If it's permanent in nature it's gotta have a CoC. That's what the Groot Baas at the Department of Labour mandated.
Like all things legal, there's a whole quagmire of information, misinformation, FUD, fear-mongering and Trump style fake-news out there.
If we peel back the layers, there really are two areas of focus in the law that we can consider first principals:
Obviously there is a ton of other compliance regulations that need to be met before an installation can be considered compliant, but it is incumbent on the installer rather than the consumer to be aware of these.
You as the consumer need to be confident that your appliance you are installing is registered as a compliant tested appliance in SA. And you may need to get involved in the installation process when it comes to the location of the bottles. Pretty much everything else is business as usual.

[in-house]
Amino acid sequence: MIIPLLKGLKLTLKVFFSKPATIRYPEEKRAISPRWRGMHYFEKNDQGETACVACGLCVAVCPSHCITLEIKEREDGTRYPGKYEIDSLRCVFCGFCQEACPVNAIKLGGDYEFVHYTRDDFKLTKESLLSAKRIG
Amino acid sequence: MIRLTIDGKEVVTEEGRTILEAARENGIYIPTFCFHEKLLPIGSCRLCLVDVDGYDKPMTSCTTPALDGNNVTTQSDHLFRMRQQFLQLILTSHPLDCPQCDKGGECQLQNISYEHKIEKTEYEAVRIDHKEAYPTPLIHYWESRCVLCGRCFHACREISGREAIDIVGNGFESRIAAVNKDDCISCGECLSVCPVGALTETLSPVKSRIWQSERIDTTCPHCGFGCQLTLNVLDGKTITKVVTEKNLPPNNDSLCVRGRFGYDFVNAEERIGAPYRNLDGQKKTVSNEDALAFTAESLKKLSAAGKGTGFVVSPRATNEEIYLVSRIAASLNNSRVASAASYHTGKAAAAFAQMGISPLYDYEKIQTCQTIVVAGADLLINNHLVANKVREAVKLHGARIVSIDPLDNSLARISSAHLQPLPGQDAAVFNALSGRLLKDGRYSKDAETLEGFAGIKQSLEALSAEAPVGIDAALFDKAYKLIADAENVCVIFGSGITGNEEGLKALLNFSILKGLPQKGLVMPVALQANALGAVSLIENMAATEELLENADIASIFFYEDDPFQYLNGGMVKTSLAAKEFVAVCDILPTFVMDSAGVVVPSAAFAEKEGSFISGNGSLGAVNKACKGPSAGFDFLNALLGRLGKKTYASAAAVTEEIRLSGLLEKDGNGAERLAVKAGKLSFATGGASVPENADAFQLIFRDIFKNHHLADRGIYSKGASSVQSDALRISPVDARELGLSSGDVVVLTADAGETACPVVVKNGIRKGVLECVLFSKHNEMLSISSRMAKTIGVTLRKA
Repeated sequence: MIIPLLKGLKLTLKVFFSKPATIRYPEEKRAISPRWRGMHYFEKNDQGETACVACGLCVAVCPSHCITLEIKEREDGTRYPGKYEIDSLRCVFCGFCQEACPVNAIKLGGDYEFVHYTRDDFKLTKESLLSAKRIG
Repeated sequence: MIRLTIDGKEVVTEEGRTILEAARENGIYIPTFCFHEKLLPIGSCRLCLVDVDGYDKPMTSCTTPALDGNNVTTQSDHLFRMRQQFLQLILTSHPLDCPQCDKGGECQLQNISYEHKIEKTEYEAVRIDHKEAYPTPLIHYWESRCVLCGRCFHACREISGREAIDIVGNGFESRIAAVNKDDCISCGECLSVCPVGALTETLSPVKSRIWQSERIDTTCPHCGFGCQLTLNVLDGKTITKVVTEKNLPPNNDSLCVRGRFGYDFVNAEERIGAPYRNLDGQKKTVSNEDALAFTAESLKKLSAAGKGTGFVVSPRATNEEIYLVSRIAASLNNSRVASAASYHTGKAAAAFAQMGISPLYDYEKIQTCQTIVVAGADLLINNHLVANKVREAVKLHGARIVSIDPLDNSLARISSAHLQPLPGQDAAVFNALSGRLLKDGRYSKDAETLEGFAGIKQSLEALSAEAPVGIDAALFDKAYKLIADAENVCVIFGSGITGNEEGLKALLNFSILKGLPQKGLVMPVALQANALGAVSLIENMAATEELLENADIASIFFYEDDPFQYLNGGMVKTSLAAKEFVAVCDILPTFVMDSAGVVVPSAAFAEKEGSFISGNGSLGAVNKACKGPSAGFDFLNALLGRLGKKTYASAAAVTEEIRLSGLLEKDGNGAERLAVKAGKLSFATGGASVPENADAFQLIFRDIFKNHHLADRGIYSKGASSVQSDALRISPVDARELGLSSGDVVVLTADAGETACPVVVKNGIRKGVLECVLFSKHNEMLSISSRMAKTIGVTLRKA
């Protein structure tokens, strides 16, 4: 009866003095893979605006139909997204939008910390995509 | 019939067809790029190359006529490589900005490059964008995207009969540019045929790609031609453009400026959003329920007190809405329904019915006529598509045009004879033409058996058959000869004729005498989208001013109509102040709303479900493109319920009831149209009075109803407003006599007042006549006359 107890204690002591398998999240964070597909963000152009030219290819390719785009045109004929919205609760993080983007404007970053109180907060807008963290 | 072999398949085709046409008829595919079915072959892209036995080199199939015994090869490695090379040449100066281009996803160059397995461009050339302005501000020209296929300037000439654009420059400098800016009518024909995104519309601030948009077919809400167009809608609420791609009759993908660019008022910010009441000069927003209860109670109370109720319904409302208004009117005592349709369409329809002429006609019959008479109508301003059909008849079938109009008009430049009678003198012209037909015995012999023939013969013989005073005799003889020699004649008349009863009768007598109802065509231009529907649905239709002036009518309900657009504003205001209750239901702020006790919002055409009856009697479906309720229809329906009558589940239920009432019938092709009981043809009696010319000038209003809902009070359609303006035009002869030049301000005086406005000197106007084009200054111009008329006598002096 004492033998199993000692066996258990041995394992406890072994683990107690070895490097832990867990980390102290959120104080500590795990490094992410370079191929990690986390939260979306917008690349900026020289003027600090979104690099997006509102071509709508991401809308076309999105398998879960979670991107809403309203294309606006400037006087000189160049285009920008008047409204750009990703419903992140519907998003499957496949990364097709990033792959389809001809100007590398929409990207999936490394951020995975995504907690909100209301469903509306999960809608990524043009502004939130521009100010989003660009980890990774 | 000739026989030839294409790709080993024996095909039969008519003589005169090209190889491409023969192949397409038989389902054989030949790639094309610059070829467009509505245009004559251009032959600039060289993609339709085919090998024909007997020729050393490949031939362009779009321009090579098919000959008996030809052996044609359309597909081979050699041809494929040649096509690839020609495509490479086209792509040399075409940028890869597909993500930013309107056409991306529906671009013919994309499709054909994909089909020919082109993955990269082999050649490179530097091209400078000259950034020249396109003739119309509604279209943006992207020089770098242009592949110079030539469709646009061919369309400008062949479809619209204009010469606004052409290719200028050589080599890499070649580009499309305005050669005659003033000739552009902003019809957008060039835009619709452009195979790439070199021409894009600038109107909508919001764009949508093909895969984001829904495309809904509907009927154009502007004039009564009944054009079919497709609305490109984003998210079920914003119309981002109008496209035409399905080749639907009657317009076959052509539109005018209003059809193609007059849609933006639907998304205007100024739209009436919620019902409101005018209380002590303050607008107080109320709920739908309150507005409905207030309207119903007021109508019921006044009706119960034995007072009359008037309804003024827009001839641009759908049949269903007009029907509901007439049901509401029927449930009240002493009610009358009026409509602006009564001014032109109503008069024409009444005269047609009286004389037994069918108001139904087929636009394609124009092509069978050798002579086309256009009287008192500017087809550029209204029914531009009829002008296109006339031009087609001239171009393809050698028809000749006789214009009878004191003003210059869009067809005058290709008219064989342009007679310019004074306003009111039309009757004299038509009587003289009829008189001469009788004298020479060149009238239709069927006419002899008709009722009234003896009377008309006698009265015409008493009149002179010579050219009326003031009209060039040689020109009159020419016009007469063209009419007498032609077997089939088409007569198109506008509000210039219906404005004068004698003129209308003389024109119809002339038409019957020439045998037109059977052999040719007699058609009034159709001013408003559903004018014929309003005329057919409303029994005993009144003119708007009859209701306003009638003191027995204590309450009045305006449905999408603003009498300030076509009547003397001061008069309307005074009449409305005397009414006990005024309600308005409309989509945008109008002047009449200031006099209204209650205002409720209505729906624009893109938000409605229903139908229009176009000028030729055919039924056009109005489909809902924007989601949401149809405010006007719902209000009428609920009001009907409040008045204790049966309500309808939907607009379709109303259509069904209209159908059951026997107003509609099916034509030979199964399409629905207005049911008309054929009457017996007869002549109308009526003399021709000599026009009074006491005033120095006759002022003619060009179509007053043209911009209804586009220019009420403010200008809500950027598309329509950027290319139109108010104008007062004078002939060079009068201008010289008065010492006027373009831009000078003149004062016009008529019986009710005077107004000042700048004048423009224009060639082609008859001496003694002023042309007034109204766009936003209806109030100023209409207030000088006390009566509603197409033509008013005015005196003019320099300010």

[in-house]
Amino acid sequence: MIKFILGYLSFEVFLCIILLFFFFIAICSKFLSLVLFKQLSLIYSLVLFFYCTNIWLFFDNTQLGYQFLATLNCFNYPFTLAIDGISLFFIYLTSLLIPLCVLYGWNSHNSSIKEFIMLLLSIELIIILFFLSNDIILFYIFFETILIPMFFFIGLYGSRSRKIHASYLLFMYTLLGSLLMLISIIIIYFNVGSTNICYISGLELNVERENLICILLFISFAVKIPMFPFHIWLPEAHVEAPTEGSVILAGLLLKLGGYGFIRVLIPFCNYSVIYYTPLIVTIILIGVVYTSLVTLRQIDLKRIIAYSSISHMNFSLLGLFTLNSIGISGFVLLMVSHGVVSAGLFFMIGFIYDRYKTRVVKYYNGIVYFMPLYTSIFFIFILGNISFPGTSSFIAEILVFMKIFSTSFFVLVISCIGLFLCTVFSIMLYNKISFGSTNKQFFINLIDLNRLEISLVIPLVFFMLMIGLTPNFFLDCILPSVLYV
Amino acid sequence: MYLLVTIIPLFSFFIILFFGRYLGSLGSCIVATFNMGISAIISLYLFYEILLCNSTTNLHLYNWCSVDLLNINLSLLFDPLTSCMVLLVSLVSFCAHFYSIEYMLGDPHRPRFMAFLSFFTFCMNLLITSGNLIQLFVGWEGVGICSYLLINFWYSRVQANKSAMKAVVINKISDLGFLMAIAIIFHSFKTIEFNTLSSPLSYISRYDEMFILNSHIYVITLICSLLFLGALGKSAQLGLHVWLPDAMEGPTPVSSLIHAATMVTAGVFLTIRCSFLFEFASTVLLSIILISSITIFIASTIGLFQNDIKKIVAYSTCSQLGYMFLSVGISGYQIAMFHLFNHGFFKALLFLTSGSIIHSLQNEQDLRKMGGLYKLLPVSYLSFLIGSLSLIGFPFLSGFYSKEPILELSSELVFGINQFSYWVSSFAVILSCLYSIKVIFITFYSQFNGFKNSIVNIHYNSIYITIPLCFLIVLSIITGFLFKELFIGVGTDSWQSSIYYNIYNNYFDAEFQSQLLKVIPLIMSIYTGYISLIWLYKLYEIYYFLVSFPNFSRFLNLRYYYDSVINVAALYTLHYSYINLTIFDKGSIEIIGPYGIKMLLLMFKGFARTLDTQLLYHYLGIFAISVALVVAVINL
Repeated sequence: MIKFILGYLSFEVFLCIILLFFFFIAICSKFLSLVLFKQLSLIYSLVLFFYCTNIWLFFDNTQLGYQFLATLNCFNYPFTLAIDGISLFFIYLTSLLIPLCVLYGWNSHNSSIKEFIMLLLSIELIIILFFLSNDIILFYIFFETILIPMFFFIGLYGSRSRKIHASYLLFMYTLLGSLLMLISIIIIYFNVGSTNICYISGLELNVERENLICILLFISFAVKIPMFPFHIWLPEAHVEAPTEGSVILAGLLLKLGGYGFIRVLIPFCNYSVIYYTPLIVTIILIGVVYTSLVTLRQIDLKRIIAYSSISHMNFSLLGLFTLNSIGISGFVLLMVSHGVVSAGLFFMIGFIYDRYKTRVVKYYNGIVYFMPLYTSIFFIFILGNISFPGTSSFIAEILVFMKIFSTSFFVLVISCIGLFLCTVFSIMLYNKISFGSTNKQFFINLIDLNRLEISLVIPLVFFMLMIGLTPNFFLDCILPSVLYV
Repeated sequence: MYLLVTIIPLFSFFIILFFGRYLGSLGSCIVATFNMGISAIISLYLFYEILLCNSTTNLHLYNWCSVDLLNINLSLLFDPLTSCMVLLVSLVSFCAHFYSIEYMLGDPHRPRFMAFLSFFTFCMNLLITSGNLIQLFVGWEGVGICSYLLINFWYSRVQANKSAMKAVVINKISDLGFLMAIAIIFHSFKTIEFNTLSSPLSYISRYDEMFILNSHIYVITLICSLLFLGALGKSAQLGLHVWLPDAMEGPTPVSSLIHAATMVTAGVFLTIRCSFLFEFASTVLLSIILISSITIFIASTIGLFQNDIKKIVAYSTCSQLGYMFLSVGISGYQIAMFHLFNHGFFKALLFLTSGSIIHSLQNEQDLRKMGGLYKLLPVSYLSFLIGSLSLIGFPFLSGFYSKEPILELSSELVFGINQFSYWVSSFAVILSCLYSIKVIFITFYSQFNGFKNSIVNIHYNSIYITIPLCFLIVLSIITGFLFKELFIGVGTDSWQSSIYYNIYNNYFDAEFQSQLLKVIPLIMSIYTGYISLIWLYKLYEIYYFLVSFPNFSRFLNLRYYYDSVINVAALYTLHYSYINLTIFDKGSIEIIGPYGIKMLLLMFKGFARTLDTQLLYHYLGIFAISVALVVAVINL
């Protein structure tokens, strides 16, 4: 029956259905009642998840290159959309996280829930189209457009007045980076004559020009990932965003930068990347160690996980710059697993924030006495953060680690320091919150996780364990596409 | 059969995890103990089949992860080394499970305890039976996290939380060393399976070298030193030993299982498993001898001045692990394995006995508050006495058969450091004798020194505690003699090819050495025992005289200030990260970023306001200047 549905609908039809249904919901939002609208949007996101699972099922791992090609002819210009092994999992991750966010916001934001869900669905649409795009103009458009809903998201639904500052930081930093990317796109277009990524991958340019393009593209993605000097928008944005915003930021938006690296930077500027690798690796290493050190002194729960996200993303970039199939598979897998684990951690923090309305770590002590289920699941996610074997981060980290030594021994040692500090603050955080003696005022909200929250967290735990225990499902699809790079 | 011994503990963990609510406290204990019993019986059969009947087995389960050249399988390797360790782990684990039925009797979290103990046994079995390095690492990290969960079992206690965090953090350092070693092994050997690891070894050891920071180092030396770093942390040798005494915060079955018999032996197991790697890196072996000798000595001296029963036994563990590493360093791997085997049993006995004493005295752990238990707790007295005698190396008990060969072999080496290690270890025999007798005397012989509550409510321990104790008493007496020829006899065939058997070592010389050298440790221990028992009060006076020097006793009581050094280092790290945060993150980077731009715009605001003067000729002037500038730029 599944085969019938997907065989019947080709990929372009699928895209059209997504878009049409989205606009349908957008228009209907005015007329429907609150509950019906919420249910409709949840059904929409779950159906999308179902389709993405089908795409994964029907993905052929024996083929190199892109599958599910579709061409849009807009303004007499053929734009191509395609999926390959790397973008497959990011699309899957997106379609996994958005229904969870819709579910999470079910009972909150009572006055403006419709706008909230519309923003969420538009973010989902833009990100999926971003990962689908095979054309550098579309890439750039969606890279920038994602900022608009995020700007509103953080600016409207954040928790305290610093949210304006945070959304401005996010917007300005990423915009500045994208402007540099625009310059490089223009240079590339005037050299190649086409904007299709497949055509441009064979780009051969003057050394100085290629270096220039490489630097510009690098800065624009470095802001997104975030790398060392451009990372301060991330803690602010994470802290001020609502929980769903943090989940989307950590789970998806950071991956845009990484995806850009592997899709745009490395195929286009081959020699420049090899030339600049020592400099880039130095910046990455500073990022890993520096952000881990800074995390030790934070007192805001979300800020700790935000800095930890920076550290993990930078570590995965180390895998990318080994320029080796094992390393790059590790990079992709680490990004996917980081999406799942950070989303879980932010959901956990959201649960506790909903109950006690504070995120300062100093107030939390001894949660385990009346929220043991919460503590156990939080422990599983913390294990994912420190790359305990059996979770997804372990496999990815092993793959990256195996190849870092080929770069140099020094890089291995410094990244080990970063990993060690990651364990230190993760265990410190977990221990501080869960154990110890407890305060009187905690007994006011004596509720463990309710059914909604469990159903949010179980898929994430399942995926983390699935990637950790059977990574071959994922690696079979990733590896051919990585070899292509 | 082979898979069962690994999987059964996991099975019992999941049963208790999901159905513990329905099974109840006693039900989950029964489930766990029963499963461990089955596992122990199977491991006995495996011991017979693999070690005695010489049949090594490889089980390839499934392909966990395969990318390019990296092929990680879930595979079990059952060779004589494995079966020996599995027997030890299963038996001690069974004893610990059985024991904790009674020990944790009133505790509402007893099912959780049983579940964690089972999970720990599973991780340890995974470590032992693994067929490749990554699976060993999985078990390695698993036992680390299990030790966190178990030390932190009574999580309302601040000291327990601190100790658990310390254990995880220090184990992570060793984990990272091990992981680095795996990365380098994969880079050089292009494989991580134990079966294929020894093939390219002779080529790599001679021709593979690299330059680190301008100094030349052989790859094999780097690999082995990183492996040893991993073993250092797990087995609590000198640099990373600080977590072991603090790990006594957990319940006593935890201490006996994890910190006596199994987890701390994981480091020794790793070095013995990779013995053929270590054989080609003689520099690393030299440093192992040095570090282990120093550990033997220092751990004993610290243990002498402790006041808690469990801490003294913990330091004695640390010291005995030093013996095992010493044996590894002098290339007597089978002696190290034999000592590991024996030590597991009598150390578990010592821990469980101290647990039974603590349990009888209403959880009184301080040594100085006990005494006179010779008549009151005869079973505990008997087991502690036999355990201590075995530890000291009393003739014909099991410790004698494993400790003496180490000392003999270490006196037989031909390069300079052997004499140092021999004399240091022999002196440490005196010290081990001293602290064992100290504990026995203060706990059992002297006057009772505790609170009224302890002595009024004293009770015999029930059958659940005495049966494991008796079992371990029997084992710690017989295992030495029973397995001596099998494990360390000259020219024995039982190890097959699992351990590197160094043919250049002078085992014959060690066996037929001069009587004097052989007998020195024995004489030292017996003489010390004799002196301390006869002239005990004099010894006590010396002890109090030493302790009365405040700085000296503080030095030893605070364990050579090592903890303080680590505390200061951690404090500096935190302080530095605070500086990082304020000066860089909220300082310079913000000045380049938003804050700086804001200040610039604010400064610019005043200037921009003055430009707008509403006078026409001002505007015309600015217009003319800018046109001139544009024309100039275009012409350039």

Your faithful old skottel braai you slap together on a fishing trip to make your breakfast-grease-up doesn't. Pretty much everything else does.
No, the bottles inform what constitutes a single installation, the number of appliances connected to the same line are not significant. If you have two banks of bottles at a single premises, you will need two CoCs.
The regulations informing the Coc are reviewed every 3 years, but the compliance certificate does not expire per se. If you want to transfer property the conveyancers will almost definitely want a new CoC issued. Insurance has also started taking a harder line on CoC requirements.
So, the Department of Labour (DOL) is ultimately responsible for registering qualifications. They have mandated the SAQCC with getting the job done. To issue a CoC you need to be registered on the SAQCC database which means you've passed a quiz and shown you know what you are doing.
Ask your neighbour.
Is it permanent?
Yep, internal installations are allowed. Up to 9Kg's in a flat, up to 19Kg's in a house. You're gonna need to forfeit a whole cupboard to the bottles though, so you may wanna check with the kitchen boss.
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